2.4. Match Any Character

This recipe explains the ins and outs of the dot metacharacter.


Match a quoted character. Provide one solution that allows any single character, except a line break, between the quotes. Provide another that truly allows any character, including line breaks.


Any character except line breaks

Regex options: None (the “dot matches line breaks” option must not be set)
Regex flavors: .NET, Java, JavaScript, PCRE, Perl, Python, Ruby

Any character including line breaks

Regex options: Dot matches line breaks
Regex flavors: .NET, Java, PCRE, Perl, Python, Ruby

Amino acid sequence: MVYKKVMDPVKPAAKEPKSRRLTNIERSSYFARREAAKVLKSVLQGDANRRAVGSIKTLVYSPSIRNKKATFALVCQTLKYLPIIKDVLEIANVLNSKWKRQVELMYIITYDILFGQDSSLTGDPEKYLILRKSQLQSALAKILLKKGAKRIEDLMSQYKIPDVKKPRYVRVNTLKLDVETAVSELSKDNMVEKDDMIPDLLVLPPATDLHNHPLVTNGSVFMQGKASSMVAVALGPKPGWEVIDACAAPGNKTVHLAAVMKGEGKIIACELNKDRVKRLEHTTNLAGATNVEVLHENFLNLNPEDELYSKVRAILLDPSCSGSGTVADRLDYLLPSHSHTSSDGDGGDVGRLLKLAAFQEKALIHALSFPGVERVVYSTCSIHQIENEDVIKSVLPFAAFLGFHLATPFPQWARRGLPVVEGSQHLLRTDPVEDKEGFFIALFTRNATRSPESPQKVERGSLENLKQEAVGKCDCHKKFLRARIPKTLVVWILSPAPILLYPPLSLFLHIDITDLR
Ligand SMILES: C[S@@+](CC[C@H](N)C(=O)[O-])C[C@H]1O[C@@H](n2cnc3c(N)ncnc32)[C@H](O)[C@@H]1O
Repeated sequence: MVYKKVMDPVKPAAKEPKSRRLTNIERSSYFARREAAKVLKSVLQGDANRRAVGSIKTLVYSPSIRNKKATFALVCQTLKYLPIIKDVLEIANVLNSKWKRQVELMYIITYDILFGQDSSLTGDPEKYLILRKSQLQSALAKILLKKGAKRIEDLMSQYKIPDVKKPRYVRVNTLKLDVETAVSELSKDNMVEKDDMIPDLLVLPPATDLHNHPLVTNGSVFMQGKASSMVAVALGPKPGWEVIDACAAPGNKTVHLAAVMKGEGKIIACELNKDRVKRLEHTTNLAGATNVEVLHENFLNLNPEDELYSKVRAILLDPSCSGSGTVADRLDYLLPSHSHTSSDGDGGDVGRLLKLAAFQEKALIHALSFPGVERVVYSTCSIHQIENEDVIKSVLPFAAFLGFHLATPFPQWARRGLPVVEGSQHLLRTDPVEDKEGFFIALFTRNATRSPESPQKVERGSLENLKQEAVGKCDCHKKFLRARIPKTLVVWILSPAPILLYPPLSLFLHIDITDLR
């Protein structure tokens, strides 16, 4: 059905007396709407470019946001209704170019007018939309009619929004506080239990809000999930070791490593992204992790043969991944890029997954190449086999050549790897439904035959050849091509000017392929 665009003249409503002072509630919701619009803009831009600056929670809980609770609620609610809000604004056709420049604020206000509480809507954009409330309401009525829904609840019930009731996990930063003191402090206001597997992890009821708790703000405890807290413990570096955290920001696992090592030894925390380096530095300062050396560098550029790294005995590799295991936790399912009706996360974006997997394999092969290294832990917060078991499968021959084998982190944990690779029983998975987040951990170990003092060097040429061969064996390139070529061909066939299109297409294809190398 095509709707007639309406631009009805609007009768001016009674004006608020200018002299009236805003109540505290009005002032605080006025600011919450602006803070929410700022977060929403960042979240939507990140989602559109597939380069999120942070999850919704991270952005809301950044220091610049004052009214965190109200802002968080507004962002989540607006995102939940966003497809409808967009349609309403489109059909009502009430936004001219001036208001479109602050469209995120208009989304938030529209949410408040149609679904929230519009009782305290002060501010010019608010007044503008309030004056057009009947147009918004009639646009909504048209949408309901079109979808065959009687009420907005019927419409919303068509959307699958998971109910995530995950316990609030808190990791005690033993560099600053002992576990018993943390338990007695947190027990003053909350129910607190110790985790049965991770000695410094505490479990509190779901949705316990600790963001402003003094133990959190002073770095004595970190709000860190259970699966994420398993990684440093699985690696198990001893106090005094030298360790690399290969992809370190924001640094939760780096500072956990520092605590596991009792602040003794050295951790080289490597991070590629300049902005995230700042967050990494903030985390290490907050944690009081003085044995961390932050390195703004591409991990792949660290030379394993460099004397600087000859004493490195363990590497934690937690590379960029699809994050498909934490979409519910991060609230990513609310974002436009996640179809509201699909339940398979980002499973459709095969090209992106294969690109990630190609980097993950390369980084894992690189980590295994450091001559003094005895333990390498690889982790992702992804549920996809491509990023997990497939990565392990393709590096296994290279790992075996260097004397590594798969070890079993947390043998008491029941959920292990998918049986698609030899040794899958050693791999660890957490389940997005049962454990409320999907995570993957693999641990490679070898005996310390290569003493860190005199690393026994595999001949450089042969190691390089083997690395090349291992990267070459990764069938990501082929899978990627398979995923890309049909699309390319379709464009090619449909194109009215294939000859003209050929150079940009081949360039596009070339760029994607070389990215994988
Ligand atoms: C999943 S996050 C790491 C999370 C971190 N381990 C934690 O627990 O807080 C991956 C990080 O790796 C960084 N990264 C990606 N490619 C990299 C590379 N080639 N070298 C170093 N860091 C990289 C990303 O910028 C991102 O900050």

Regex options: None
Regex flavors: .NET, Java, JavaScript, PCRE, Perl, Python, Ruby


Any character except line breaks

The dot is one of the oldest and simplest regular expression features. Its meaning has always been to match any single character.

There is, however, some confusion as to what any character truly means. The oldest tools for working with regular expressions processed files line by line, so there was never an opportunity for the subject text to include a line break. The programming languages discussed in this book process the subject text as a whole, no matter how many line breaks you put into it. If you want true line-by-line processing, you have to write a bit of code that splits the subject into an array of lines and applies the regex to each line in the array. Recipe 3.21 in the next chapter shows how to do this.

Larry Wall, the developer of Perl, wanted Perl to retain ...

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